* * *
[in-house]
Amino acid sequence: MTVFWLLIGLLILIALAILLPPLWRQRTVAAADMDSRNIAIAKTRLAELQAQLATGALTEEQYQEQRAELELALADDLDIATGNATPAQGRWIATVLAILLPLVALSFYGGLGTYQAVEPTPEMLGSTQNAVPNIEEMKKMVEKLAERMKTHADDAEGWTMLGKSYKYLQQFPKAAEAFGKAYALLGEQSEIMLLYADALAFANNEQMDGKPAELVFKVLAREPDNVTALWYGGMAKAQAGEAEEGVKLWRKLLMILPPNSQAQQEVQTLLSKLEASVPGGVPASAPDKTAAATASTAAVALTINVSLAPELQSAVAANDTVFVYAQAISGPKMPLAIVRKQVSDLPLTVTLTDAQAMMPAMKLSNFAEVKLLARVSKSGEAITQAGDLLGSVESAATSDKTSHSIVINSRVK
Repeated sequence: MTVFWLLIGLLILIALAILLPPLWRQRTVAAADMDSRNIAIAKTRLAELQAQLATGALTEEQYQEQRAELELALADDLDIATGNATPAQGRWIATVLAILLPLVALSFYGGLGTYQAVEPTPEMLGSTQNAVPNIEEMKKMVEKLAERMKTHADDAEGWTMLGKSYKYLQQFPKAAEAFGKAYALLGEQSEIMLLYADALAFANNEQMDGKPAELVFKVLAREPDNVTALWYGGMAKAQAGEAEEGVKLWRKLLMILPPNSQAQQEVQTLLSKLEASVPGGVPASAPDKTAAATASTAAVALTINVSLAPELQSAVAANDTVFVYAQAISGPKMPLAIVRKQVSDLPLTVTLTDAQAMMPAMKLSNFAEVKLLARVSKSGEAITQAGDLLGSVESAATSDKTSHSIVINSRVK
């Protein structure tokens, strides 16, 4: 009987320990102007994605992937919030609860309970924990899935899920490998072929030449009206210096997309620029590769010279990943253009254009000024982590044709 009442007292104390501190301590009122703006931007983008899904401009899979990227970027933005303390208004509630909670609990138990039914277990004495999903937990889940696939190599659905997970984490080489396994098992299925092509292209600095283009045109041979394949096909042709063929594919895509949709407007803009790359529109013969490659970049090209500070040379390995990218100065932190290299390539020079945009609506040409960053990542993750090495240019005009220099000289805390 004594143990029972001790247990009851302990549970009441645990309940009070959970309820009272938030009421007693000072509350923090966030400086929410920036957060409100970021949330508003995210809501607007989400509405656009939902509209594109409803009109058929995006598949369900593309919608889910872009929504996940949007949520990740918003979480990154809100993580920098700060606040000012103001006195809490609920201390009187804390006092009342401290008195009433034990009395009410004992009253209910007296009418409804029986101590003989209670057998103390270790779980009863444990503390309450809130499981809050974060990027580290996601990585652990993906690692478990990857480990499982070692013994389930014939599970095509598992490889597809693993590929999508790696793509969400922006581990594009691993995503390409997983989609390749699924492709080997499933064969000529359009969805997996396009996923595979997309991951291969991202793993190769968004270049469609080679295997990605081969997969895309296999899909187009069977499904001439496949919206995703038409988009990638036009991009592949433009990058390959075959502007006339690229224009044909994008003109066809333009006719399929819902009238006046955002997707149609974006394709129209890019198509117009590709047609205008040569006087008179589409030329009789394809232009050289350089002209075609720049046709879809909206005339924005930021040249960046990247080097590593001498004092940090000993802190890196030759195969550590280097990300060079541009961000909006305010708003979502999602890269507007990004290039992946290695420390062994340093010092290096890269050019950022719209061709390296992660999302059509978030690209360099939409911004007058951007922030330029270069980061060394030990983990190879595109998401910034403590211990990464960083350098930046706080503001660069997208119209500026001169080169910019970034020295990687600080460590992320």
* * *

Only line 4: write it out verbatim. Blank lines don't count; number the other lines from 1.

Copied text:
């Protein structure tokens, strides 16, 4: 009987320990102007994605992937919030609860309970924990899935899920490998072929030449009206210096997309620029590769010279990943253009254009000024982590044709 009442007292104390501190301590009122703006931007983008899904401009899979990227970027933005303390208004509630909670609990138990039914277990004495999903937990889940696939190599659905997970984490080489396994098992299925092509292209600095283009045109041979394949096909042709063929594919895509949709407007803009790359529109013969490659970049090209500070040379390995990218100065932190290299390539020079945009609506040409960053990542993750090495240019005009220099000289805390 004594143990029972001790247990009851302990549970009441645990309940009070959970309820009272938030009421007693000072509350923090966030400086929410920036957060409100970021949330508003995210809501607007989400509405656009939902509209594109409803009109058929995006598949369900593309919608889910872009929504996940949007949520990740918003979480990154809100993580920098700060606040000012103001006195809490609920201390009187804390006092009342401290008195009433034990009395009410004992009253209910007296009418409804029986101590003989209670057998103390270790779980009863444990503390309450809130499981809050974060990027580290996601990585652990993906690692478990990857480990499982070692013994389930014939599970095509598992490889597809693993590929999508790696793509969400922006581990594009691993995503390409997983989609390749699924492709080997499933064969000529359009969805997996396009996923595979997309991951291969991202793993190769968004270049469609080679295997990605081969997969895309296999899909187009069977499904001439496949919206995703038409988009990638036009991009592949433009990058390959075959502007006339690229224009044909994008003109066809333009006719399929819902009238006046955002997707149609974006394709129209890019198509117009590709047609205008040569006087008179589409030329009789394809232009050289350089002209075609720049046709879809909206005339924005930021040249960046990247080097590593001498004092940090000993802190890196030759195969550590280097990300060079541009961000909006305010708003979502999602890269507007990004290039992946290695420390062994340093010092290096890269050019950022719209061709390296992660999302059509978030690209360099939409911004007058951007922030330029270069980061060394030990983990190879595109998401910034403590211990990464960083350098930046706080503001660069997208119209500026001169080169910019970034020295990687600080460590992320």